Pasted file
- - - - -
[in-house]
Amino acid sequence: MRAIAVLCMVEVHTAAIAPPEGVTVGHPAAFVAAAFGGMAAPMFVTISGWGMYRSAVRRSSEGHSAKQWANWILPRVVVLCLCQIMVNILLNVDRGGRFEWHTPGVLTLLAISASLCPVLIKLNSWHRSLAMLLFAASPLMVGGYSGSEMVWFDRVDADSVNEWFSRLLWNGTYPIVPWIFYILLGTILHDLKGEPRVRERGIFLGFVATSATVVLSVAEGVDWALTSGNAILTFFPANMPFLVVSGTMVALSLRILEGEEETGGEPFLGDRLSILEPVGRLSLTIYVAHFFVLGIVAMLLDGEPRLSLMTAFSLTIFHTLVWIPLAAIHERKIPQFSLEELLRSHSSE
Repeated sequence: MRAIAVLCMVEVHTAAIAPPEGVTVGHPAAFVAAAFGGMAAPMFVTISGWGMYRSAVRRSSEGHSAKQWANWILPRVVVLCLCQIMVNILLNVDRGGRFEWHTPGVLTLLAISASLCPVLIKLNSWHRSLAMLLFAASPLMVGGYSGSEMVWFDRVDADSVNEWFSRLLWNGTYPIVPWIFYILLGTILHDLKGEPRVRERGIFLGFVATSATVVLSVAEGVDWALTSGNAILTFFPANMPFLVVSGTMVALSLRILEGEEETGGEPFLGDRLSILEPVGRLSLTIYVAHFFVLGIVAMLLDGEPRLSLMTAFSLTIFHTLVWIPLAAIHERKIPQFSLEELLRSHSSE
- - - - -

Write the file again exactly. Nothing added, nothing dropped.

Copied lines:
[in-house]
Amino acid sequence: MRAIAVLCMVEVHTAAIAPPEGVTVGHPAAFVAAAFGGMAAPMFVTISGWGMYRSAVRRSSEGHSAKQWANWILPRVVVLCLCQIMVNILLNVDRGGRFEWHTPGVLTLLAISASLCPVLIKLNSWHRSLAMLLFAASPLMVGGYSGSEMVWFDRVDADSVNEWFSRLLWNGTYPIVPWIFYILLGTILHDLKGEPRVRERGIFLGFVATSATVVLSVAEGVDWALTSGNAILTFFPANMPFLVVSGTMVALSLRILEGEEETGGEPFLGDRLSILEPVGRLSLTIYVAHFFVLGIVAMLLDGEPRLSLMTAFSLTIFHTLVWIPLAAIHERKIPQFSLEELLRSHSSE
Repeated sequence: MRAIAVLCMVEVHTAAIAPPEGVTVGHPAAFVAAAFGGMAAPMFVTISGWGMYRSAVRRSSEGHSAKQWANWILPRVVVLCLCQIMVNILLNVDRGGRFEWHTPGVLTLLAISASLCPVLIKLNSWHRSLAMLLFAASPLMVGGYSGSEMVWFDRVDADSVNEWFSRLLWNGTYPIVPWIFYILLGTILHDLKGEPRVRERGIFLGFVATSATVVLSVAEGVDWALTSGNAILTFFPANMPFLVVSGTMVALSLRILEGEEETGGEPFLGDRLSILEPVGRLSLTIYVAHFFVLGIVAMLLDGEPRLSLMTAFSLTIFHTLVWIPLAAIHERKIPQFSLEELLRSHSSE